Broken busybox can cause DHCP timeouts on Android

Apparently, when your Android device's busybox installation gets broken for whatever reason, this doesn't cause your phone to come to a screeching, grinding halt. The breakage is much more subtle. For me, the only symptoms were:

  • the standard busybox installers available on Android market couldn't install busybox (this may not be related, who knows!)
  • wifi stopped working - the phone couldn't connect to the AP

I thought maybe there was interference, so even though the signal strength was classified as "excellent" maybe it wasn't really, and that's why it couldn't connect. Well, standing beside the AP didn't help.

The phone didn't give any error messages when connecting failed, it just went into a loop of trying to connect again (or, sometimes, it gave up). So, I checked with aLogCat for errors, and saw the DHCP lease request go out, and then time out, apparently with no response. So, I looked at the router. No misconfiguration, and other devices could connect OK. Making no progress, I gave up for the day.

I finally found just one helpful post suggesting that a broken busybox install can make wifi stop working - not stop working altogether, just make it look like the DHCP request timed out. The poster also reports that Titanium Backup didn't list installed applications, but I didn't observe that error. Well, reinstalling busybox manually fixed all ills.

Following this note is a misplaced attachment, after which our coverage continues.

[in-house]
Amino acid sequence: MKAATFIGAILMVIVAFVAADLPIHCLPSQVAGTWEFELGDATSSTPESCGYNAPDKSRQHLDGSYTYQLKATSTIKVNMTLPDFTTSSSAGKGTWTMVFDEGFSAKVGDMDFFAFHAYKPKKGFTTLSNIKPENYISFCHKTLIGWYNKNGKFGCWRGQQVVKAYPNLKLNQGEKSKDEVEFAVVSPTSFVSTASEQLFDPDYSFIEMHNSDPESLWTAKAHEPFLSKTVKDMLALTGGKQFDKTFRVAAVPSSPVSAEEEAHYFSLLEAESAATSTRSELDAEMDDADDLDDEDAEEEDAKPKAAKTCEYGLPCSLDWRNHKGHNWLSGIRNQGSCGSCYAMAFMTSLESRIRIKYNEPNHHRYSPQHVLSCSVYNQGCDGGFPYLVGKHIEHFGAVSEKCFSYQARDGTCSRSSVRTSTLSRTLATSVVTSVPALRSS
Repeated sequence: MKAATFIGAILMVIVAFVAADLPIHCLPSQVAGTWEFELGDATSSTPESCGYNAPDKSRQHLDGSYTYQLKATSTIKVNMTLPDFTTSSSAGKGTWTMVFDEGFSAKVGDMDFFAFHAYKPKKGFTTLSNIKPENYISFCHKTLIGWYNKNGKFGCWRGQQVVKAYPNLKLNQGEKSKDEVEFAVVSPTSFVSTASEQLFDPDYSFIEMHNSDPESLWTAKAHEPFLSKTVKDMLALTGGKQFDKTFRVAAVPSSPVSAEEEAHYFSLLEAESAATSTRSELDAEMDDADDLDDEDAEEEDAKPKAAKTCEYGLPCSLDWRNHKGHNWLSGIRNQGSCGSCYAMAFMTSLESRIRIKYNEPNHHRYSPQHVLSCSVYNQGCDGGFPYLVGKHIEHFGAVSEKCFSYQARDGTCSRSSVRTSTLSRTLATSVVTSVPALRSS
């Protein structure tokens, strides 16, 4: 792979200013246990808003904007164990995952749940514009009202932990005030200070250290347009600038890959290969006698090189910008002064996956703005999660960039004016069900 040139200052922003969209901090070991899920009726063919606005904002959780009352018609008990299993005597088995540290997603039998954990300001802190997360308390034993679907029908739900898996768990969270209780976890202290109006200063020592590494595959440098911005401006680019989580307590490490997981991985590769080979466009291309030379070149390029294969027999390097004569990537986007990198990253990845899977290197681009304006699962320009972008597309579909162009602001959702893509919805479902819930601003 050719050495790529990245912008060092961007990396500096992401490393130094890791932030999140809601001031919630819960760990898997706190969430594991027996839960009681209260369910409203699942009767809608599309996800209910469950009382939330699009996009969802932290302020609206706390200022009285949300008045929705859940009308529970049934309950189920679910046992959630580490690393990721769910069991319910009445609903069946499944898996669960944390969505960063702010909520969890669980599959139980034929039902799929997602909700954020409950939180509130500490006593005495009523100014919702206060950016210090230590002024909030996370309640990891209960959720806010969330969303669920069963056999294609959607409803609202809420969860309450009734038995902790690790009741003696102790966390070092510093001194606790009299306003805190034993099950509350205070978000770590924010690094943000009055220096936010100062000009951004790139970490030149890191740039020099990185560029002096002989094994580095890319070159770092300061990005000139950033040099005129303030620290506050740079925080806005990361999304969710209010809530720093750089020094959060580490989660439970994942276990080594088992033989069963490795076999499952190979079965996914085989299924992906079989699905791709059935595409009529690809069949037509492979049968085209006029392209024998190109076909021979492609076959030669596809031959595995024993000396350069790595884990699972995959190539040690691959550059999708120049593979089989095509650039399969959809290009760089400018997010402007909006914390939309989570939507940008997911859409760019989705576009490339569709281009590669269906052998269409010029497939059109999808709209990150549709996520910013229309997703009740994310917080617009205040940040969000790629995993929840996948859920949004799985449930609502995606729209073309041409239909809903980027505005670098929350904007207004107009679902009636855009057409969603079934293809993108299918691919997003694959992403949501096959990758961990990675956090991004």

Installing busybox manually

Now, download the right busybox binary for your phone - for me, I knew the processor was ARM, so I guessed that "busybox-armv6l" would work (and it did). If there's an easy way to know which one to pick, I haven't found it. Good luck!

Now, boot the phone into recovery mode. Once the phone reboots, go into "mounts and storage" and mount both /sdcard and /system

Push the binary you downloaded onto the sdcard partition: adb push ~/Downloads/busybox-armv6l /sdcard/busybox

Now, open a shell to move it into place and install it:

$ adb shell
# cp /sdcard/busybox /system/bin/busybox
# chmod +x /system/bin/busybox
# /system/bin/busybox --install /system/bin

You might want to install it into /system/xbin instead or in addition to /system/bin.

Now, reboot, and you're finished.

Comment from Pinoy - March 2, 2012 at 6:34 am

Thanks! Been having the same problem as yours and this tip does fix the problem. :)